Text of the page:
Poet and former professor Kathleen Fraser died in Emeryville on Feb. 5 of natural causes, according to a statement from her publisher, Nightboat Books.

Fraser taught creative writing at SF State from 1972 to 1992 and served as the director of the school’s Poetry Center. She inspired students, faculty and beyond with her work.

“[Fraser’s] was a very exciting class I would say,” Elise Ficarra, the current associate director of SF State’s Poetry Center, said. “The energy was sort of electrifying.”

Fraser allowed Ficarra, who was not an SF State student at the time, to sit in on her classes between the late 1980s and early 1990s.

“She really opened my view of what poetry was and could be,” Ficarra said. “It was a place where you could ask questions and experiment and discover.”

Fraser’s work and contributions live on at SF State, perhaps most notably through the American Poetry Archives, which she founded in 1974 by formalizing the Poetry Center’s collections of audio recordings of poetry with support from the National Endowment for the Arts. Today, the archives hold more than 5,000 hours of poetry readings on video and audio.

“That is one of the biggest archives of poetry being read in the world — that’s phenomenal,” writer and long-time friend Susan Gevirtz said. “That’s a history of poets reading their work that would not exist without her.”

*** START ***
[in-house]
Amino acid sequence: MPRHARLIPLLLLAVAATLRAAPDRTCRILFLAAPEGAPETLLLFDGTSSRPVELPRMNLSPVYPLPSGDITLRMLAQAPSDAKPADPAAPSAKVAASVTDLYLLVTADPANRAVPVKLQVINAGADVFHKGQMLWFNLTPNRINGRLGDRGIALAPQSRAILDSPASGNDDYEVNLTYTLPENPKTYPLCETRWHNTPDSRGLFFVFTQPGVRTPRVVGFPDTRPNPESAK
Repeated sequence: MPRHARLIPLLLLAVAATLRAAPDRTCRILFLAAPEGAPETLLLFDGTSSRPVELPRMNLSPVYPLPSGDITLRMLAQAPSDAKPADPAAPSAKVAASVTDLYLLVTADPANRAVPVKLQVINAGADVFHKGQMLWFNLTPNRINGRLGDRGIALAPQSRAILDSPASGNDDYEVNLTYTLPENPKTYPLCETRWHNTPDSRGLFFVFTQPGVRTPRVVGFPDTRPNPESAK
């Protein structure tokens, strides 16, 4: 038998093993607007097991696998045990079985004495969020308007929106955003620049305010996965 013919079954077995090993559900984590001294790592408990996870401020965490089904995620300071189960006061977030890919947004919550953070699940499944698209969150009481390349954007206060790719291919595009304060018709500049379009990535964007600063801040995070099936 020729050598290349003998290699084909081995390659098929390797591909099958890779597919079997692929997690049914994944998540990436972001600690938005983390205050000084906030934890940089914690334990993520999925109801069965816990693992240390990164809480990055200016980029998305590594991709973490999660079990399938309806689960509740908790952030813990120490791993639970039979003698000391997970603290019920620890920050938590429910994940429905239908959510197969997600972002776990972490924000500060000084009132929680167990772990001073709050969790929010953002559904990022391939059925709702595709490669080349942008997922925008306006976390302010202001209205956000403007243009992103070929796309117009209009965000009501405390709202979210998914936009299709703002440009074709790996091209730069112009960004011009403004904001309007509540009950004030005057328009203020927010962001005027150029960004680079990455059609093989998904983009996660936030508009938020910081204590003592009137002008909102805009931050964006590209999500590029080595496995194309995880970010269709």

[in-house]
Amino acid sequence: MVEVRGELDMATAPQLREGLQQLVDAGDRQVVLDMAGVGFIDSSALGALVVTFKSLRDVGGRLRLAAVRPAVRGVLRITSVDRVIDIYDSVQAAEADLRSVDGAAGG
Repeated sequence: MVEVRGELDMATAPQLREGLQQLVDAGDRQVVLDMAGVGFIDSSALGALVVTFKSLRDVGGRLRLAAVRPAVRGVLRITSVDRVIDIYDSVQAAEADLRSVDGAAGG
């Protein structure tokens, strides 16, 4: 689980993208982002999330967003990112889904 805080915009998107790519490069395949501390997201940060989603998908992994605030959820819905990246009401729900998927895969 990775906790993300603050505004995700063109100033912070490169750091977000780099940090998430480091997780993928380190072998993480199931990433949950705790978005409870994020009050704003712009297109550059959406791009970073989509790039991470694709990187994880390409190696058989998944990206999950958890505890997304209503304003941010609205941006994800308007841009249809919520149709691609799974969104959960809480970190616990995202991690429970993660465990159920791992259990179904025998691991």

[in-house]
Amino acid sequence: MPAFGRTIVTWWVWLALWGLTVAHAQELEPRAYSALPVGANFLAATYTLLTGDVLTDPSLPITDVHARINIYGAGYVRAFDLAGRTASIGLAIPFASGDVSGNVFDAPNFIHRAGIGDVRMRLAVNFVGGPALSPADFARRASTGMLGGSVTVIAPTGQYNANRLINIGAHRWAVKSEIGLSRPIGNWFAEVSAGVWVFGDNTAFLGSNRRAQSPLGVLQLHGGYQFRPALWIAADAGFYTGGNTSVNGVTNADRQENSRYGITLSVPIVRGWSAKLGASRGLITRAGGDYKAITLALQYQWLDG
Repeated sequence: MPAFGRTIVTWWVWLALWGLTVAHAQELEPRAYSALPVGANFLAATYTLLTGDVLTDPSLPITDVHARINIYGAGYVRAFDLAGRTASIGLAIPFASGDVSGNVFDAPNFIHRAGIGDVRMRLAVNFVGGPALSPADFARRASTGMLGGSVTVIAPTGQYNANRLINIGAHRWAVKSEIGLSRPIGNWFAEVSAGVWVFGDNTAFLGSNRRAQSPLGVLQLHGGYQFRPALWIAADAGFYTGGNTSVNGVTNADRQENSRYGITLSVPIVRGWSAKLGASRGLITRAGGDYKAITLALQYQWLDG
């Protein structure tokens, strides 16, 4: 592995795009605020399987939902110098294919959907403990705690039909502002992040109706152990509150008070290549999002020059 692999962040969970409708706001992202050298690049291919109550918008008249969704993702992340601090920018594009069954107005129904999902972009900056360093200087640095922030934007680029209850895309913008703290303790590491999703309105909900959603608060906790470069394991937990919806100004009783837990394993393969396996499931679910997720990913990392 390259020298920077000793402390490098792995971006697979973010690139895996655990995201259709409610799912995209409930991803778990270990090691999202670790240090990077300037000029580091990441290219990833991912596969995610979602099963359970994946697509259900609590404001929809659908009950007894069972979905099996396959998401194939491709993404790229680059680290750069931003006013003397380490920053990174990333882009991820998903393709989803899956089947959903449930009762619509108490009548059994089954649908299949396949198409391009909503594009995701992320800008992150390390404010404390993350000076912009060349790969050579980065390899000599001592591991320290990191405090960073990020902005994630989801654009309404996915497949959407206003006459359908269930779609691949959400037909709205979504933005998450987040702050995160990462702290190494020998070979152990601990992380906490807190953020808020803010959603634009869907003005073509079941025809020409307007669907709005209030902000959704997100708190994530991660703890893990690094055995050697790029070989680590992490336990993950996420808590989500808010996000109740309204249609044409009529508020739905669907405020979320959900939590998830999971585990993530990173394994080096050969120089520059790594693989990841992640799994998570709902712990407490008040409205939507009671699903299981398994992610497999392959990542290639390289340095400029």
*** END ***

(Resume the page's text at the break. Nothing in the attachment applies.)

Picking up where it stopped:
As both a professor and a writer, Fraser was focused on opening the literary world to be more inclusive of women. She founded HOW(ever) in 1983, a journal dedicated to experimental women’s poetry.

“Kathleen was incredibly generous,” said Gevirtz, who co-edited HOW(ever). “If somebody was interested in what she was up to, she was so happy to talk to them. She was genuinely curious about what other people were up to, especially young women.”

Steve Dickison, current director of SF State’s Poetry Center, agrees that Fraser was intent on including women in the curriculum of poetry.

“There was really an emphasis on going after the patriarchy that was embedded in the university, but also in the world of what poetry gets published, what gets circulated, what gets taught, what gets read, who gets invited to do things,” Dickison said.

Fraser was born in Tulsa, Okla., in 1935 and went on to study at Occidental College in Los Angeles. She wrote more than a dozen books of poetry in her life. In 2015, Gevirtz and Stephen Motika published “Dear Kathleen: On the Occasion of Kathleen Fraser’s 80th Birthday,” a collection of writings celebrating Fraser’s life and work.

Along with teaching at SF State, Fraser also taught at the University of Iowa, Reed College and California College of the Arts in San Francisco.

Fraser is survived by her husband Arthur Bierman, her son David Marshall, her brother Jim Fraser, her sister Anne Bagwell and her niece Beth Bagwell.

She is remembered as an inspiring professor and trailblazing writer.

“[Fraser is] a wonderful poet and somebody who made things happen,” Dickison said. “[She was] just really loved by the people who knew her.”